Cruach an tSláin
escaped the glaciation all around it and thus protrudes dramatically. The venerable Meath
geologist, Robbie Meehan, tells me that the scientific community is still
unable to explain why outcrops like
Cruach escaped the glacial erosion of their hinterland.
The natural attribute of the Cruach was maximised in the past for political purposes by an élite. Apart from the fort remnants, there is also evidence of a path on the slopes which was probably part of the fort complex. The great antiquarian , T.J. Westropp (1860-1922), states that the monument was built in prehistory. Very little has been written of the Cruach since Westropp's account in his record of Burren monuments compiled between 1896 and 1916.
The views from the top are sumptuous taking in Galway Bay, the Aran Islands and Connemara.
Even though some of the blackthorn on the mound appears to have been cut recently by conservationists, its advance is pretty relentless and it will may eventually occlude the monument from future generations.
This 9km loop begins in Carran — the only village in
the Burren hills. The cultural highlight of the walk is Temple Cronan, a
remarkable Early Christian monastic site set in a green valley, in stark
contrast to the bare limestone massif of Termon you ascend afterwards.
Even though the peak is a mere 243 metres, it is never inundated with walkers. You may even have Termon’s generous plateau to yourself. Termon, coming from the Gaelic tearmann (sanctuary), is true to its name!
The views are lavish — to the south is Slieve Callan in mid-Clare; east is the wild, boggy terrain of Slieve Aughty; west is the dissident shale uplands of Slieve Elva in the heart of the Burren limestones. Most exhilarating of all are the views north — beyond Clare, into Galway Bay and chunks of Connemara.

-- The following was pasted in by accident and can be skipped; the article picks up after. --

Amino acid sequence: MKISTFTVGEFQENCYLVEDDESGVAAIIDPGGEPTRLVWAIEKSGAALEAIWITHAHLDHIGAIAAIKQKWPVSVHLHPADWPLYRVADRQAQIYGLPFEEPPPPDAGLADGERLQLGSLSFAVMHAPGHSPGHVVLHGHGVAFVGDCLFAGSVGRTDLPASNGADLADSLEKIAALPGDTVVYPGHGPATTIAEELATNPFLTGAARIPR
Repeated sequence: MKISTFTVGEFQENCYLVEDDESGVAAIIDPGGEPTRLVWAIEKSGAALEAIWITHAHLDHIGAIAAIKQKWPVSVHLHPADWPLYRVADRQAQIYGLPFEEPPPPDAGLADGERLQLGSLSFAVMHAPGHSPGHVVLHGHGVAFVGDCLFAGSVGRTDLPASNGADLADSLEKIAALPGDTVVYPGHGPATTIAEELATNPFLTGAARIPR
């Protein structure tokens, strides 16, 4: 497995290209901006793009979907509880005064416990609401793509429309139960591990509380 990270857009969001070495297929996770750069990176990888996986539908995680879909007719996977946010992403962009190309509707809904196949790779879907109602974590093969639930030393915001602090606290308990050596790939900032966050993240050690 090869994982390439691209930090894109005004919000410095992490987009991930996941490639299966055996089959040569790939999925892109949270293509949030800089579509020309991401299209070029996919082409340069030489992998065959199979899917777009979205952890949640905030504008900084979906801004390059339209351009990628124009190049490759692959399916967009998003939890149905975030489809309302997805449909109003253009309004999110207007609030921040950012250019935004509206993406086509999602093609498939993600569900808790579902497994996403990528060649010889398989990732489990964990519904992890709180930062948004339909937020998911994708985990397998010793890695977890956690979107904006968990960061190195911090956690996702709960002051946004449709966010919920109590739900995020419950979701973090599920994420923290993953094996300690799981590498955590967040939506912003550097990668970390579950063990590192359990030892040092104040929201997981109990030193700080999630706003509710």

Trek during the blooming season in May and June, and you’ll find patches of soil occupied by wild flowers with origins in different corners of the world. The most northerly point of the Termon plateau affords a stunning vista, too: a football stadium-sized depression known as the Glen of Clab. It’s a “darkly picturesque glen”, as described by the Irish antiquarian Westropp.
On the home stretch, there’s another sacred site — an eye-well dedicated to St Fachtna with a very impressive suite of dry stone penitential stations. It’s a vivid testimony to Ireland’s rich pilgrim past.
The Termon hill accounts for 5km of the 9km walk. So just over half of the walk features the region’s renowned craggy terrain. However, the biggest challenge in this rocky landscape may be the trees! Hazel is steadily advancing across some Burren hills due to the decline of the out-wintering of cattle. The hazel tends to obscure the way markers… so detective work may be required!
Length/time: 9km; 3–4 hours.
Start/finish point: Park at Cassidy’s Pub in Carran — the trailhead is here.
Nourishment : Cassidy’s pub is open 7 days a week from April 15th 2017 and is home to good food. The café in the nearby Burren Perfumery is another excellent eatery.